Welcome to guest author John Stanko, who, along with Jim Dittmar, have written a new book launching later this month titled, The LEADERS Model: Essential Practices for Today’s Leaders. ~ Jennifer
Guest post by John W. Stanko
I have worked with many nonprofits over the years, including some churches, and have found them for the most part to be fiscally responsible. In fact, some have been downright frugal (dare I say cheap), being meticulous to care and account for every expense, thus ensuring that they earn and keep the trust of donors and supporters. Yet I have found these same groups that are so careful with money are not always so careful with their human resources. They will pay whatever the utility company says they owe without questions, but sometimes don’t pay their employees very well, the people who work hard and make the organization go and grow.
The same holds true in the for-profit sector. Companies will invest in infrastructure as needed but won’t do the same for their employees, even though they have a values statement that reads something like this: “Our people are our most important resource.” What’s more, these companies may devote little energy and time getting to know their workers so they can put them in a position where those workers have a reasonable chance to express the best of who they are while doing meaningful work. This waste of human capital is not just bad business, it’s ethically flawed because we don’t have well-developed people philosophy that sees workers as more than inputs if we want certain outputs. “If they aren’t happy here, they can leave and we will replace them tomorrow.”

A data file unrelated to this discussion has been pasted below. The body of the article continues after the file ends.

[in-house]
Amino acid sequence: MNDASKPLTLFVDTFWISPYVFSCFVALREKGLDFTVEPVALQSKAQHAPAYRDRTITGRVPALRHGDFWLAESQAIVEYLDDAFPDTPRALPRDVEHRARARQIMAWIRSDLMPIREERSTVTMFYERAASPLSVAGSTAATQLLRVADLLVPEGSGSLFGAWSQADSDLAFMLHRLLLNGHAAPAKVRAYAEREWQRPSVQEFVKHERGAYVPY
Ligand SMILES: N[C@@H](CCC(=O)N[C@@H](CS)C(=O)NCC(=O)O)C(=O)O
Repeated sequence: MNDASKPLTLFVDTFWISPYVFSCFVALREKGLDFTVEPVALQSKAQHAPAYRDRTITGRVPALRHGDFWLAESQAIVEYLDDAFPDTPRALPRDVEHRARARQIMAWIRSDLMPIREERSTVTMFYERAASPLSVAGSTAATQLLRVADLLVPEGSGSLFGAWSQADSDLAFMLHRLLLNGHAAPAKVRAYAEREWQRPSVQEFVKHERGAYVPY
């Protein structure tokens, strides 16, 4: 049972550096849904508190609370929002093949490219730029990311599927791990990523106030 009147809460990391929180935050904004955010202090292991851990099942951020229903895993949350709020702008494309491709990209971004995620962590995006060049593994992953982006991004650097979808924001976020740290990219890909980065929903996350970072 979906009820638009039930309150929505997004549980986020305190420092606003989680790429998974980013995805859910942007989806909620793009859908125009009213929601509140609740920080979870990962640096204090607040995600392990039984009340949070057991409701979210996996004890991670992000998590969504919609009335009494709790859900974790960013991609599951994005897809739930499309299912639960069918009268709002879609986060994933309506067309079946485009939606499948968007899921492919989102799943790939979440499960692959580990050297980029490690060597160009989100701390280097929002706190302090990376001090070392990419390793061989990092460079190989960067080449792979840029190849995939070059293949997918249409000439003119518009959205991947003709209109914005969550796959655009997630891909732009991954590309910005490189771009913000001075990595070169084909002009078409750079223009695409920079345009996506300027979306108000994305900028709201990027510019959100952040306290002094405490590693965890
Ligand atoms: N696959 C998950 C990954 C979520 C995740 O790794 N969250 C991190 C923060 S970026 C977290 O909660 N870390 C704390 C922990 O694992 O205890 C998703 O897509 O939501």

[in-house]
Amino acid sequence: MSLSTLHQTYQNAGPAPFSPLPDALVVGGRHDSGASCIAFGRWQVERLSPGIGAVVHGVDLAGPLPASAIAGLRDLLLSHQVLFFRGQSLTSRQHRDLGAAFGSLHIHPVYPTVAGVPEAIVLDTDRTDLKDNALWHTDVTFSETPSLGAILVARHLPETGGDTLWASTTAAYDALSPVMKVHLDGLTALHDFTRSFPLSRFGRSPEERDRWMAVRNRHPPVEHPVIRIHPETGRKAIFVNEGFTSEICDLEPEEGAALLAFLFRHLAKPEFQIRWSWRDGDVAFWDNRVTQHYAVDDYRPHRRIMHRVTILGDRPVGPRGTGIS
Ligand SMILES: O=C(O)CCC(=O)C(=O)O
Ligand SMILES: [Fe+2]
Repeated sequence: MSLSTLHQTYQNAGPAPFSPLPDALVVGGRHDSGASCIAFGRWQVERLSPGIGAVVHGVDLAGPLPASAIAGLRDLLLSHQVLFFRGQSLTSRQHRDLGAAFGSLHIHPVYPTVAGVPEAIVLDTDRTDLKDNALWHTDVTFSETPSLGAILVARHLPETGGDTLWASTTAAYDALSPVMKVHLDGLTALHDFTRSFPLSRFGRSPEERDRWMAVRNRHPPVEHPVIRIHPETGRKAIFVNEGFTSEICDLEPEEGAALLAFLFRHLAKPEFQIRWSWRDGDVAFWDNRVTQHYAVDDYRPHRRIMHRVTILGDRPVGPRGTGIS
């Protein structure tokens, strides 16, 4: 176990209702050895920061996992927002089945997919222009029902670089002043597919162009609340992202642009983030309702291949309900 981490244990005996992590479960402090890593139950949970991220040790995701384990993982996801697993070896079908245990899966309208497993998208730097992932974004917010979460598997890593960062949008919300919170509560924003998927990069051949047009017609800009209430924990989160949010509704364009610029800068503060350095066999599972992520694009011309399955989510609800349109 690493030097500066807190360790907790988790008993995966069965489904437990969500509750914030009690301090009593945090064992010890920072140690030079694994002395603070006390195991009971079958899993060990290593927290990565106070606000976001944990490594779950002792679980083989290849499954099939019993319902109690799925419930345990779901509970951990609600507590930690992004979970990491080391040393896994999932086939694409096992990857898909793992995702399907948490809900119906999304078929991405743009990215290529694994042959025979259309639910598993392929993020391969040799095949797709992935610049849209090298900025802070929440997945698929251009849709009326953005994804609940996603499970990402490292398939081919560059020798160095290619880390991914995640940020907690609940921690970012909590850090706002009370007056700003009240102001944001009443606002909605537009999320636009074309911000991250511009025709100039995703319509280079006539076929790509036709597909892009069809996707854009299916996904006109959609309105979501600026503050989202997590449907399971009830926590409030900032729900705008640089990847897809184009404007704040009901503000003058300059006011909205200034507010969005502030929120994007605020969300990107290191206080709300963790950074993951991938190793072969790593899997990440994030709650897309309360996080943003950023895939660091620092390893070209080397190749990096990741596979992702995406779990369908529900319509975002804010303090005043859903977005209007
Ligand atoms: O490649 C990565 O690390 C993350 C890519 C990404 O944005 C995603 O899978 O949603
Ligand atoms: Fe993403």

We in the workplace have begun to pay attention to matters like bullying, sexual harassment, and discrimination but we still ignore the fact that the vast majority of workers are moderately to actively disengaged in their work (according to annual Gallup polls). What we need is to have the same view toward people that we do toward physical resources. We must be committed to neither wasting them nor deploying them in a manner that doesn’t take advantage of their unique skillset and experience.
At the end of the day, this lack of people ethics is a leadership issue (isn’t everything?). It’s the mentality that “I have Wall Street or the government regulators or the pandemic to be concerned about. I don’t have time for these ‘people’ issues.” Yet how much time would it take to have a brief meeting to ask, “Are you happy in what you do? Is there anything you would rather be doing for which you feel more qualified? In what way can we (the organization) better utilize you?” It’s possible that the organization won’t be able to act upon every answer the employee gives. Even so, when a leader asks these types of questions, the responses hold clues to help unlock a person’s potential And then, not only does that person win, but the company wins as well.
Have you thought about your people ethics beyond the obvious things for which you can get in trouble with the law or courts? Perhaps it’s time to do so and see how to tap into the greatest resource at your disposal: the people who come to work or volunteer to do the work that needs to be done and done well.
About the author: John W. Stanko is the founder of Urban Press, a publishing service designed to tell stories of the city, from the city and to the city. John is the author of 50 books, including The LEADERS Model: Essential Practices for Today’s Leaders, which he co-authored with Jim Dittmar, the founder, president, and CEO of 3Rivers Leadership Institute.